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Dev Med Child Neurol. 2015 Jul;57(7):639-644. doi: 10.1111/dmcn.12701. Epub 2015 Jan 23.

Can preoperative cranial ultrasound predict early neurodevelopmental outcome in infants with congenital heart disease?

Author information

1
Child Development Center, University Children's Hospital, Zurich, Switzerland.
2
Children's Research Center, University Children's Hospital Zurich, Zurich, Switzerland.
3
Paediatric Radiology, University Children's Hospital, Zurich, Switzerland.
4
Clinic of Neonatology, University Hospital Zurich, Zurich, Switzerland.
5
Department of Cardiology, University Children's Hospital Zurich, Zurich, Switzerland.
6
Department of Paediatric Intensive Care and Neonatology, University Children's Hospital Zurich, Zurich, Switzerland.

Abstract

AIM:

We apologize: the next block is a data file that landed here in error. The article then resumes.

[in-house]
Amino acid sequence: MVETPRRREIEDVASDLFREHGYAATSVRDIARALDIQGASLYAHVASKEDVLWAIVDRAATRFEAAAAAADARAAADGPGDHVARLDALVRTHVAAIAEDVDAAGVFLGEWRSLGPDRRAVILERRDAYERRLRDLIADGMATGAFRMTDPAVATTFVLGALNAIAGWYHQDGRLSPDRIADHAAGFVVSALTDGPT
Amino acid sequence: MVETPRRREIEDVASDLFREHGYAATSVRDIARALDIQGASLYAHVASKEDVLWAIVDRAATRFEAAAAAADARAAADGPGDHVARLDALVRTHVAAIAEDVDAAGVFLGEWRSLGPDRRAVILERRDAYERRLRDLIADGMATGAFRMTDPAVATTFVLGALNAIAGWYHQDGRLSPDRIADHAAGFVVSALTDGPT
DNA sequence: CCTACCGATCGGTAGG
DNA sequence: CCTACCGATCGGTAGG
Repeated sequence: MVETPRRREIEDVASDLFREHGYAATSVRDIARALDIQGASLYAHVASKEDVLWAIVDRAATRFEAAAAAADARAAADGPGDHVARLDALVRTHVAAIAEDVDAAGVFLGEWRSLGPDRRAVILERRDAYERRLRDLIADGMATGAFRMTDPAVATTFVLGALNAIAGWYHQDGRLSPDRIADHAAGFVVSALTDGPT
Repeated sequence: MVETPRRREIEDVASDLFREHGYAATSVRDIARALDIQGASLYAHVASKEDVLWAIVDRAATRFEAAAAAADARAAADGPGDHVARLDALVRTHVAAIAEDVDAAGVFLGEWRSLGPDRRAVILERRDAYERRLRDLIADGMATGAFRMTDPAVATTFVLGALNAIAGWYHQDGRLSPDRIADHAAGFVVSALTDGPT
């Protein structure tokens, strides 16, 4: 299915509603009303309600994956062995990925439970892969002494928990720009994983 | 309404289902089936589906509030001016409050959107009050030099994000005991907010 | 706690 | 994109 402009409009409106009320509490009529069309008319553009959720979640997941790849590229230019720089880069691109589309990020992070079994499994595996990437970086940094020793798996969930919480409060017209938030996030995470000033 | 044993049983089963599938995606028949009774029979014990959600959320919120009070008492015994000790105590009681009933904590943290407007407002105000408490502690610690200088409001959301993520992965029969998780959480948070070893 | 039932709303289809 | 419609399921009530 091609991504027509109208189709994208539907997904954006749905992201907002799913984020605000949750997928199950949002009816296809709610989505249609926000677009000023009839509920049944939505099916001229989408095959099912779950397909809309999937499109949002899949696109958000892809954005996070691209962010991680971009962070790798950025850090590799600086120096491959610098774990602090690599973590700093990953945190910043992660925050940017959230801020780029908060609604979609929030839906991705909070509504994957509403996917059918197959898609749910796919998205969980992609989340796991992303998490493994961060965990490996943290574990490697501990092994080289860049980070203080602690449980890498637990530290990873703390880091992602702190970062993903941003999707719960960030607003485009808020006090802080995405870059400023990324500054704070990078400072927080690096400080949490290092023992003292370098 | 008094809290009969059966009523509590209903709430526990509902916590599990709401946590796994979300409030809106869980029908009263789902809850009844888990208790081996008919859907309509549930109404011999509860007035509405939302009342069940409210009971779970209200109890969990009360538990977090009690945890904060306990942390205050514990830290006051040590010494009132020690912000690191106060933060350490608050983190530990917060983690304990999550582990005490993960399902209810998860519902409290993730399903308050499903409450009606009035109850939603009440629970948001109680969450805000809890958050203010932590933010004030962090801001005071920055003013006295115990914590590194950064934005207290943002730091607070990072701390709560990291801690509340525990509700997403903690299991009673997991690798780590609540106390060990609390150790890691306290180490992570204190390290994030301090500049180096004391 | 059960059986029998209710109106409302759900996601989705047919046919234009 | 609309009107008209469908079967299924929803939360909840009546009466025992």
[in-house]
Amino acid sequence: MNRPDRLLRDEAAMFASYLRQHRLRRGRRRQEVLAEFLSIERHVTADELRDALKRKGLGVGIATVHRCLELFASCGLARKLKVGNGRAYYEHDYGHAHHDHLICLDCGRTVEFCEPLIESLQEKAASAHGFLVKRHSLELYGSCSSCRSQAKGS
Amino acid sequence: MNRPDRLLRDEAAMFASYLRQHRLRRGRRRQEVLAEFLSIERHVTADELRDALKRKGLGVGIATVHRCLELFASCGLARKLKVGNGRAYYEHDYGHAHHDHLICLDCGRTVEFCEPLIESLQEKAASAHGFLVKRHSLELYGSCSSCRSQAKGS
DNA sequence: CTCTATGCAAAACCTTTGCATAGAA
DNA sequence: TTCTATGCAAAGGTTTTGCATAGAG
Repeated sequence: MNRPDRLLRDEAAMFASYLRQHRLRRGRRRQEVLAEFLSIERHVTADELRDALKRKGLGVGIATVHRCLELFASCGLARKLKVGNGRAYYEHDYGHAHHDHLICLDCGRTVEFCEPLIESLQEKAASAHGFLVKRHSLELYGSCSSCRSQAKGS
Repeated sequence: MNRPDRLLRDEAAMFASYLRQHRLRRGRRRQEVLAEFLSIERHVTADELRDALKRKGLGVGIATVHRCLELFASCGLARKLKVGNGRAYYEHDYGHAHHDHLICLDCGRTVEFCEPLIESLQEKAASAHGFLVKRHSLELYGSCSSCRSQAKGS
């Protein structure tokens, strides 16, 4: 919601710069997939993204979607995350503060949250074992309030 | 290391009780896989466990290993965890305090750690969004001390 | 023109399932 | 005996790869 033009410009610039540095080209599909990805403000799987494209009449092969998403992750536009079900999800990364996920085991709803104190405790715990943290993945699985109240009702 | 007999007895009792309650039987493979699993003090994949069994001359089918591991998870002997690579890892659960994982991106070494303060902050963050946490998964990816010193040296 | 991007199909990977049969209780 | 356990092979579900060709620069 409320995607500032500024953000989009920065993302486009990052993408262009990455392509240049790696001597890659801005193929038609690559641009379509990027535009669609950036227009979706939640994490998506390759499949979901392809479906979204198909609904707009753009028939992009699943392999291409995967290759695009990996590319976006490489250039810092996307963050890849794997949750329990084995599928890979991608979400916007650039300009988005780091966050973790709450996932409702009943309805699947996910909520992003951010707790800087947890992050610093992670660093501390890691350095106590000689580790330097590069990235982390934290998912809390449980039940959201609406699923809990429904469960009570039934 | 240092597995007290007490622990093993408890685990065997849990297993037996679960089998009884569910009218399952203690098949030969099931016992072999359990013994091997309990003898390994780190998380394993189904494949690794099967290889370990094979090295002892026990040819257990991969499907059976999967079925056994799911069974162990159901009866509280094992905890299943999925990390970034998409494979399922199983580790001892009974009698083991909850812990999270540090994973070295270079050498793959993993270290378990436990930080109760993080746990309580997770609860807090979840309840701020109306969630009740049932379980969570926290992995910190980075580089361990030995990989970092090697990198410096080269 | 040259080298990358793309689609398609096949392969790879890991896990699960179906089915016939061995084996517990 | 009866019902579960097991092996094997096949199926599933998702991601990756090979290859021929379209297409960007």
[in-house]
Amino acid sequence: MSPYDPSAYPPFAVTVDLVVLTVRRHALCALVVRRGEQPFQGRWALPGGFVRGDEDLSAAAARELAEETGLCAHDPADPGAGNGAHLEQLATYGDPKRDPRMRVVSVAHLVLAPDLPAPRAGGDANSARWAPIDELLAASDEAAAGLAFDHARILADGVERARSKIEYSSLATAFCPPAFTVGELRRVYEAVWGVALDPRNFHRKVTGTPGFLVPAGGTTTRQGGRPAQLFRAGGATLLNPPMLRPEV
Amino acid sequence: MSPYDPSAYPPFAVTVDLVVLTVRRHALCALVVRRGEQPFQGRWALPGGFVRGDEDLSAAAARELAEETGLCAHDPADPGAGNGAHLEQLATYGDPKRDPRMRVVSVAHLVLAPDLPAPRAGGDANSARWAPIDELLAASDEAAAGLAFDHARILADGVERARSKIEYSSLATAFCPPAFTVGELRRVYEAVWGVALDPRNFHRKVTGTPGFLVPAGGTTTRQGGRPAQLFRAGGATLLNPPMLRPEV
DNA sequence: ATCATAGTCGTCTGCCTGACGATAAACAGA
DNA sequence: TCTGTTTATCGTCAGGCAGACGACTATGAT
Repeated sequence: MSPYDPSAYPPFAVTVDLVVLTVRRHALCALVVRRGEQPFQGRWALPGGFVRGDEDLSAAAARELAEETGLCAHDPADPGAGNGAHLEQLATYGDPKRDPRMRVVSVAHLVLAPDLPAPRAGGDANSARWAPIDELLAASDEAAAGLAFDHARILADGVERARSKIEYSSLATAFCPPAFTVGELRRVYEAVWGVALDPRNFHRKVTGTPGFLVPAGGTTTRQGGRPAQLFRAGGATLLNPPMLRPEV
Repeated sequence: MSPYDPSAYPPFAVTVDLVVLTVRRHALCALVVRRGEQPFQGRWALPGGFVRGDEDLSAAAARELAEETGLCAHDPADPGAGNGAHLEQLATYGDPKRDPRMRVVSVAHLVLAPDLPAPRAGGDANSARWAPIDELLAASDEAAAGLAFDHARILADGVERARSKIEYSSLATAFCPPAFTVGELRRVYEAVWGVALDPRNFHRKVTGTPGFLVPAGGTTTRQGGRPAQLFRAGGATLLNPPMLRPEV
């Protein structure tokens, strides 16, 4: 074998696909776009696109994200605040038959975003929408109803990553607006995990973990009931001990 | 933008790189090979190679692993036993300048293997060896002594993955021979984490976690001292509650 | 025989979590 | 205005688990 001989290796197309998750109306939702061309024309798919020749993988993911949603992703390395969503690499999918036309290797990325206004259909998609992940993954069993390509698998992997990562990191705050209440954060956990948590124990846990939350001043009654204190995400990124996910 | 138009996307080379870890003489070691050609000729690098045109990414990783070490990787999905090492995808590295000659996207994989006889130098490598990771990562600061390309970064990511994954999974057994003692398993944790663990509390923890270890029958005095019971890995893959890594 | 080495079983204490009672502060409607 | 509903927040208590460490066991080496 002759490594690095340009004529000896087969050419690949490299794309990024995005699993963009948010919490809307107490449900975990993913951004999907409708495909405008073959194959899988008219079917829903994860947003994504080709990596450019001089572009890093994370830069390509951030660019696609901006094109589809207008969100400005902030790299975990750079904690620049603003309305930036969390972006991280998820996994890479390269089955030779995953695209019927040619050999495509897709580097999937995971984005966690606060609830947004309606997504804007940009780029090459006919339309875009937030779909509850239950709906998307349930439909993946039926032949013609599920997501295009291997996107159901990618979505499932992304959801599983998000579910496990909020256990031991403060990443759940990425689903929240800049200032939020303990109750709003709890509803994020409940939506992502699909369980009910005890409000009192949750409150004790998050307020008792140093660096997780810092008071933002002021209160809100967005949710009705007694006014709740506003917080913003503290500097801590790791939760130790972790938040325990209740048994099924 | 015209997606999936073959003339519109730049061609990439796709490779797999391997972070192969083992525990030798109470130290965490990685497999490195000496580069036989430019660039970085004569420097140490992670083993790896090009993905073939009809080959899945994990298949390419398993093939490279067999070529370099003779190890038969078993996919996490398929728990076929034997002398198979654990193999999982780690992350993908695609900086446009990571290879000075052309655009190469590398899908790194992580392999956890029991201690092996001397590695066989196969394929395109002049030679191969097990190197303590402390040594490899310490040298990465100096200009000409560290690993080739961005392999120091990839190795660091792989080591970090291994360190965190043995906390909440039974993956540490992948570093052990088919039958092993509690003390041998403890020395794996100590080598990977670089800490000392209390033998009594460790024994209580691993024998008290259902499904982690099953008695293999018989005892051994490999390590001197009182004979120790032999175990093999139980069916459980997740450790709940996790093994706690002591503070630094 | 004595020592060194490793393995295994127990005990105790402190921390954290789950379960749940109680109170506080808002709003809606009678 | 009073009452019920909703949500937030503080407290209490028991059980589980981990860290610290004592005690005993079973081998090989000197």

To determine the role of preoperative cranial ultrasound (cUS) in predicting neurodevelopmental outcome in infants undergoing bypass surgery for congenital heart disease (CHD).

METHOD:

Prospective cohort study on 77 infants (44 males, 33 females) operated before 3 months of age (median age at surgery 10d [range 3-88d]) who received at least one preoperative cUS. Outcome at 1 year was assessed with a standardized neurological examination and the Bayley Scales of Infant Development II (mental developmental index [MDI]; psychomotor developmental index [PDI]).

RESULTS:

Abnormalities on cUS were detected in 22 (29%) infants and consisted of diffuse brain oedema (n=12, 16%), periventricular white matter injury (n=5, 6%), ventricular dilatation (n=3, 4%), and intraventricular haemorrhage (IVH) (n=2, 3%). Infants undergoing balloon-atrial septostomy (BAS) had a higher rate of subsequent brain oedema than those without BAS (p=0.006). cUS abnormalities were not related to neurodevelopmental outcome.

INTERPRETATION:

Preoperative cUS findings in infants undergoing bypass surgery for CHD occur rather frequently, consisting of mild lesions such as brain oedema or white matter changes. These findings, however, do not correlate with early neurodevelopmental outcome.

PMID:
25614932
DOI:
10.1111/dmcn.12701
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